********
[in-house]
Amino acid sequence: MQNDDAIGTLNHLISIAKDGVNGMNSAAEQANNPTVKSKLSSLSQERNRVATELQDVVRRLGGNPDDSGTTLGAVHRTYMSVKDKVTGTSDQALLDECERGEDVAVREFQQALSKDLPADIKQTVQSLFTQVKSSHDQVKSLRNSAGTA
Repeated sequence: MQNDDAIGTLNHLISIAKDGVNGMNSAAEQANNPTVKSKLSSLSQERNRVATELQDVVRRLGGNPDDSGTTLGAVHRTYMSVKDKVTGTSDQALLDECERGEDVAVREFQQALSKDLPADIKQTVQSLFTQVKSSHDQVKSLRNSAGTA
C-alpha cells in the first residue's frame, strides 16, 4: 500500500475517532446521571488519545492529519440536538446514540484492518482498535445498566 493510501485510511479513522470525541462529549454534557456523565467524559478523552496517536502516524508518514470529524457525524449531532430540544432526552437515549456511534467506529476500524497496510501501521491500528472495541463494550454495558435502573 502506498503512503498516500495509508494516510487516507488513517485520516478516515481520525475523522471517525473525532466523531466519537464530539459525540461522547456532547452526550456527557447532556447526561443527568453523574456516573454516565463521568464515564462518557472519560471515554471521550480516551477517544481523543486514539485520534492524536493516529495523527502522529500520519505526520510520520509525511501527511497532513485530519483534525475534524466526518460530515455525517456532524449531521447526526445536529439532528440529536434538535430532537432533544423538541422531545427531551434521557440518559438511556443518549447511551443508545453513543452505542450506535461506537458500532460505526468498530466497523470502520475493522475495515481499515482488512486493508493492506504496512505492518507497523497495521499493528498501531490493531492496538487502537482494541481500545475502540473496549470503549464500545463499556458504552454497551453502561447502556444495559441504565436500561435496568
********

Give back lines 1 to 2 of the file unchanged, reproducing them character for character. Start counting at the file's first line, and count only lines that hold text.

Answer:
[in-house]
Amino acid sequence: MQNDDAIGTLNHLISIAKDGVNGMNSAAEQANNPTVKSKLSSLSQERNRVATELQDVVRRLGGNPDDSGTTLGAVHRTYMSVKDKVTGTSDQALLDECERGEDVAVREFQQALSKDLPADIKQTVQSLFTQVKSSHDQVKSLRNSAGTA